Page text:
A plump woven bamboo sphere, evoking a bird’s nest or dumpling, sits amid the Noguchi Museum’s collection of stone giants. Upon closer look, there’s a subtle surprise: It moves.
Swelling like an undulating jellyfish or a slowly inhaling lung, “Breathing Sphere” is a creation of Dutch artist and designer Maria Blaisse , presented to Noguchi by the design researchers at slowLab in Amsterdam.
Named “Arduino,” after the microchip that powers its movement, the structure’s peculiar “breathing” is sedate and hypnotic. A gossamer thread links the top of the sphere to the tiny motor on the bottom. The pulsing is meant to reveal the potential of the flexible bamboo, the relationship between natural materials and the human body, and the many configurations inherent within the form.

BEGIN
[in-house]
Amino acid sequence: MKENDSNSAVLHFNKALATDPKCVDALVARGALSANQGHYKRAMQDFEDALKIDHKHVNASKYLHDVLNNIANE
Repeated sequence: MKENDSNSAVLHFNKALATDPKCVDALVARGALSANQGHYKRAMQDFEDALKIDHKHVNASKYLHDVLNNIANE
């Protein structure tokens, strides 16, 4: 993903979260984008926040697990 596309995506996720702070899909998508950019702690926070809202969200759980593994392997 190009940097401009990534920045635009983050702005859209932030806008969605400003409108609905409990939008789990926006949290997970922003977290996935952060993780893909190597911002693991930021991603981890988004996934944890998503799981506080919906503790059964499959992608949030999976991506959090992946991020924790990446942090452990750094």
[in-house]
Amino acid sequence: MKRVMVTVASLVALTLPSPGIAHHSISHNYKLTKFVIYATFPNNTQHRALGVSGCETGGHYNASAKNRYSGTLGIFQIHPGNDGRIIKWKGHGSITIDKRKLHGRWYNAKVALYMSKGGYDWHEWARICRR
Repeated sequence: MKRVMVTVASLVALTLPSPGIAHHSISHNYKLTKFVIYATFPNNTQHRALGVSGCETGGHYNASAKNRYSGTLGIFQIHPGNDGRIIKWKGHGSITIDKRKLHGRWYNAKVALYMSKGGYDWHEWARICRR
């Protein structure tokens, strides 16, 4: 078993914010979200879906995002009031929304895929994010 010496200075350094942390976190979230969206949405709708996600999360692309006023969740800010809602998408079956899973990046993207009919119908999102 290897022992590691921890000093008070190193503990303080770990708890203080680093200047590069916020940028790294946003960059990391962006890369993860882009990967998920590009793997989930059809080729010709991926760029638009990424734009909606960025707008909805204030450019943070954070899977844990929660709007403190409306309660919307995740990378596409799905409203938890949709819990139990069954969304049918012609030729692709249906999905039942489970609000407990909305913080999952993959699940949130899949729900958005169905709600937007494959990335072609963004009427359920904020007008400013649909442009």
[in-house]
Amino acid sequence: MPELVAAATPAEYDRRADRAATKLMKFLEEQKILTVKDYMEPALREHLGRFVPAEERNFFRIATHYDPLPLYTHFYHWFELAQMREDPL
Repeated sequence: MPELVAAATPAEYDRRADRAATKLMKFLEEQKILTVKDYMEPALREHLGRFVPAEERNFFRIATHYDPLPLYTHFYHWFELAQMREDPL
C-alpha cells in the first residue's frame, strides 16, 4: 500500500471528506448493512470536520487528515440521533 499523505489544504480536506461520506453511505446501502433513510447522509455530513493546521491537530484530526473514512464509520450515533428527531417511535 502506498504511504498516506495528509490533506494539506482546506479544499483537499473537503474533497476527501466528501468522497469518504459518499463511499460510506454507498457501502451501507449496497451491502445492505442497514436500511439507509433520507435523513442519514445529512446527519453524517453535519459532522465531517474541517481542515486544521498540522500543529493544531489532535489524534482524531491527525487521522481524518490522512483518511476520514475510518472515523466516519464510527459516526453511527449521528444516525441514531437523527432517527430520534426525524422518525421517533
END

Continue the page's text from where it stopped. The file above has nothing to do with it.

“Noguchi is interested in the intersection of industry and nature in an unusually intimate way,” Dakin Hart, senior curator at the museum, said. “This amazing breathing sphere, which is breathing very, very slowly, respirating much slower than we do, is just incredible. It is a hybrid mechanical and biological system.”